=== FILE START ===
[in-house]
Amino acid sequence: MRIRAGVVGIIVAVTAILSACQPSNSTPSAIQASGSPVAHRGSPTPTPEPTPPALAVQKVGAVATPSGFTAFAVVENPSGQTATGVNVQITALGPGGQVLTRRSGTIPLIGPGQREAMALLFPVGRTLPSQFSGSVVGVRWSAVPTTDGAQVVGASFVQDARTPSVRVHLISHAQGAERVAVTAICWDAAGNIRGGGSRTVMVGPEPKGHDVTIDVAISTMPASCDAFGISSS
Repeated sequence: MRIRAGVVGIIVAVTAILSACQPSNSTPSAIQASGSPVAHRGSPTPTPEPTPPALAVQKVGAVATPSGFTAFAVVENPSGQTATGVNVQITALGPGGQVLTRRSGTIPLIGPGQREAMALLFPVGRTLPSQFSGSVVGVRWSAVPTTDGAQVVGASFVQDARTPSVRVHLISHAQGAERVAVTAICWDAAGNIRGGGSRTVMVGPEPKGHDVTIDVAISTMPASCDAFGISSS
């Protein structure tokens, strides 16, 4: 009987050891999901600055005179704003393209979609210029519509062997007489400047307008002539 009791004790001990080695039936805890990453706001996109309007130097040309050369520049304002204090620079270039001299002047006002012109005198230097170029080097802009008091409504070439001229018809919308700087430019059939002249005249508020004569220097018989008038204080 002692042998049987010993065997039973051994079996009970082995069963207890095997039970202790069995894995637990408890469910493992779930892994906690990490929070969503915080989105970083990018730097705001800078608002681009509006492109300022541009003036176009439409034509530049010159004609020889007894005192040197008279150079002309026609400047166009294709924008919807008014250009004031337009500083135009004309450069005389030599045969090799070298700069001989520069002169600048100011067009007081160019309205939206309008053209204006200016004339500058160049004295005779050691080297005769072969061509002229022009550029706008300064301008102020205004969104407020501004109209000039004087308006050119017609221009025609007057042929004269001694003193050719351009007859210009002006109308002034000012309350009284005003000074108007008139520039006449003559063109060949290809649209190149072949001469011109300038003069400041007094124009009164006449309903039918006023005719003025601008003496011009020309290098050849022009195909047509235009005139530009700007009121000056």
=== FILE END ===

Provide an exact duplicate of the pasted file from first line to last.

[in-house]
Amino acid sequence: MRIRAGVVGIIVAVTAILSACQPSNSTPSAIQASGSPVAHRGSPTPTPEPTPPALAVQKVGAVATPSGFTAFAVVENPSGQTATGVNVQITALGPGGQVLTRRSGTIPLIGPGQREAMALLFPVGRTLPSQFSGSVVGVRWSAVPTTDGAQVVGASFVQDARTPSVRVHLISHAQGAERVAVTAICWDAAGNIRGGGSRTVMVGPEPKGHDVTIDVAISTMPASCDAFGISSS
Repeated sequence: MRIRAGVVGIIVAVTAILSACQPSNSTPSAIQASGSPVAHRGSPTPTPEPTPPALAVQKVGAVATPSGFTAFAVVENPSGQTATGVNVQITALGPGGQVLTRRSGTIPLIGPGQREAMALLFPVGRTLPSQFSGSVVGVRWSAVPTTDGAQVVGASFVQDARTPSVRVHLISHAQGAERVAVTAICWDAAGNIRGGGSRTVMVGPEPKGHDVTIDVAISTMPASCDAFGISSS
């Protein structure tokens, strides 16, 4: 009987050891999901600055005179704003393209979609210029519509062997007489400047307008002539 009791004790001990080695039936805890990453706001996109309007130097040309050369520049304002204090620079270039001299002047006002012109005198230097170029080097802009008091409504070439001229018809919308700087430019059939002249005249508020004569220097018989008038204080 002692042998049987010993065997039973051994079996009970082995069963207890095997039970202790069995894995637990408890469910493992779930892994906690990490929070969503915080989105970083990018730097705001800078608002681009509006492109300022541009003036176009439409034509530049010159004609020889007894005192040197008279150079002309026609400047166009294709924008919807008014250009004031337009500083135009004309450069005389030599045969090799070298700069001989520069002169600048100011067009007081160019309205939206309008053209204006200016004339500058160049004295005779050691080297005769072969061509002229022009550029706008300064301008102020205004969104407020501004109209000039004087308006050119017609221009025609007057042929004269001694003193050719351009007859210009002006109308002034000012309350009284005003000074108007008139520039006449003559063109060949290809649209190149072949001469011109300038003069400041007094124009009164006449309903039918006023005719003025601008003496011009020309290098050849022009195909047509235009005139530009700007009121000056």